Structure and catalytic properties of the most complex intergrown zeolite ITQ-39 determined by electron crystallography

Journal name:
Nature Chemistry
Year published:
Published online


Porous materials such as zeolites contain well-defined pores in molecular dimensions and have important industrial applications in catalysis, sorption and separation. Aluminosilicates with intersecting 10- and 12-ring channels are particularly interesting as selective catalysts. Many porous materials, especially zeolites, form only nanosized powders and some are intergrowths of different structures, making structure determination very challenging. Here, we report the atomic structures of an aluminosilicate zeolite family, ITQ-39, solved from nanocrystals only a few unit cells in size by electron crystallography. ITQ-39 is an intergrowth of three different polymorphs, built from the same layer but with different stacking sequences. ITQ-39 contains stacking faults and twinning with nano-sized domains, being the most complex zeolite ever solved. The unique structure of ITQ-39, with a three-dimensional intersecting pairwise 12-ring and 10-ring pore system, makes it a promising catalyst for converting naphtha into diesel fuel, a process of emerging interest for the petrochemical industry.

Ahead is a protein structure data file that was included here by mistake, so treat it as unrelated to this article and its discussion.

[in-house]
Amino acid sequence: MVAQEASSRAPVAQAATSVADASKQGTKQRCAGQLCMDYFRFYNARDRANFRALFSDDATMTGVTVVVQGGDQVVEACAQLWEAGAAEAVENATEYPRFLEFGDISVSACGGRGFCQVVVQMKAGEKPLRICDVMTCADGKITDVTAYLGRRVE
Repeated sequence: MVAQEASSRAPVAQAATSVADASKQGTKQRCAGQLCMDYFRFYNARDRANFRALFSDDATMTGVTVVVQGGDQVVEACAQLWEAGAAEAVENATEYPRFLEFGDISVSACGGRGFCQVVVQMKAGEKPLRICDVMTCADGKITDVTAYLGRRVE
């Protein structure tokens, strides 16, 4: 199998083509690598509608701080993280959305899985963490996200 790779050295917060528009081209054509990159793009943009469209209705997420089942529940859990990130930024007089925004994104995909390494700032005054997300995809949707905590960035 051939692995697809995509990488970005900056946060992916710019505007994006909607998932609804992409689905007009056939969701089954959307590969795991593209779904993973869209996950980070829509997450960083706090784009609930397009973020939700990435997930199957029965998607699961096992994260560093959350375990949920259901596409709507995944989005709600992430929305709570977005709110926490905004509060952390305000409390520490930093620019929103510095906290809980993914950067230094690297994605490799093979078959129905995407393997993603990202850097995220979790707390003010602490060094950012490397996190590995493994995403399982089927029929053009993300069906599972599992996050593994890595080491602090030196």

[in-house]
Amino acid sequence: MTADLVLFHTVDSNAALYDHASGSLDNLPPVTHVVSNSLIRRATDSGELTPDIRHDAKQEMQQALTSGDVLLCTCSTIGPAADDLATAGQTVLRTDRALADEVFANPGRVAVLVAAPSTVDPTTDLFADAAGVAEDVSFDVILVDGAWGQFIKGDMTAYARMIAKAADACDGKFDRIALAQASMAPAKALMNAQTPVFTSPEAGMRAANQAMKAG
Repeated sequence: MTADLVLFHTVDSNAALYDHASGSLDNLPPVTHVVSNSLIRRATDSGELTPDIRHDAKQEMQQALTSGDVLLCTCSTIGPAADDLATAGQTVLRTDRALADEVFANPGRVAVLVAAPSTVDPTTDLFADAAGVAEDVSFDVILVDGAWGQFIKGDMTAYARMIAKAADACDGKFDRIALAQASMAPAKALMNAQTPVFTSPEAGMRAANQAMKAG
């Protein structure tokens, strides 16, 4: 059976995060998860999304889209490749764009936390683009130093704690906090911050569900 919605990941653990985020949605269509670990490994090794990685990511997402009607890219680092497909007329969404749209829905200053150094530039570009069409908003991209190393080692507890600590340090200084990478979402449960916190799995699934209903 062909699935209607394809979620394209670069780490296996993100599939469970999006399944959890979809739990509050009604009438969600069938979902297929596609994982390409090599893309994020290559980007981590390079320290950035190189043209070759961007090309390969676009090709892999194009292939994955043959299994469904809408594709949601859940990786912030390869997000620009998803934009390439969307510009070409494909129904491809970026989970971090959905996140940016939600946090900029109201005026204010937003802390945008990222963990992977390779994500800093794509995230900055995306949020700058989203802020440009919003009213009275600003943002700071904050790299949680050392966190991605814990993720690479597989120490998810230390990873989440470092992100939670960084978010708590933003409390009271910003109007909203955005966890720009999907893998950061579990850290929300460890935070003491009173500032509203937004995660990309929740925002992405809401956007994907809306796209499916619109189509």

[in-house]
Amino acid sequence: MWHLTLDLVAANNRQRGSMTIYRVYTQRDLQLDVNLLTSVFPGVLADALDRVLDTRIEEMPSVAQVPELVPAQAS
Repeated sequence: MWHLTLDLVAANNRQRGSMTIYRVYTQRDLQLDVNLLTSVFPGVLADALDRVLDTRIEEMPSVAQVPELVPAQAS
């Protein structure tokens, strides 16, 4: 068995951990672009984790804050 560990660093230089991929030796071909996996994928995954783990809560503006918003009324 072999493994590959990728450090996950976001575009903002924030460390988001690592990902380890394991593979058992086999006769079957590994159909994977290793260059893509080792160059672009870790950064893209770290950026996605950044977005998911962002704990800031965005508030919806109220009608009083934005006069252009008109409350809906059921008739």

At a glance


  1. Reconstructed electron diffraction patterns and HRTEM images of ITQ-39.
    Figure 1: Reconstructed electron diffraction patterns and HRTEM images of ITQ-39.

    a,b, Two perpendicular cuts of the reconstructed three-dimensional reciprocal lattice giving the h0l slice (a) and the 0kl slice (b). The h0l pattern in a can be indexed using two oblique reciprocal lattices that are related by a 180° rotation along c*; one of them is indicated. The 0kl pattern in b can be indexed using two different lattices; a rectangular one (marked b*Ac*) and an oblique one (marked b*Bc*), corresponding to two different polymorphs ITQ-39A and ITQ-39B, respectively. c,d, Structure projection reconstructed from 20 HRTEM images along b (c) and a (d), respectively. Inserts are the corresponding selected-area electron diffraction patterns. Pairwise channels are seen as ‘8’ in the thin crystal area in c. Twins can be identified from the orientation of the pairwise channels. 10-ring channels are observed in d and the channel stacking is traced by a line in d. The different stacking leads to three polymorphs A, B and C, also marked in d. The domains used for structure factor determination are outlined by rectangles.

  2. Three-dimensional electron potential map and atomic structure model of the stacking disorder in ITQ-39.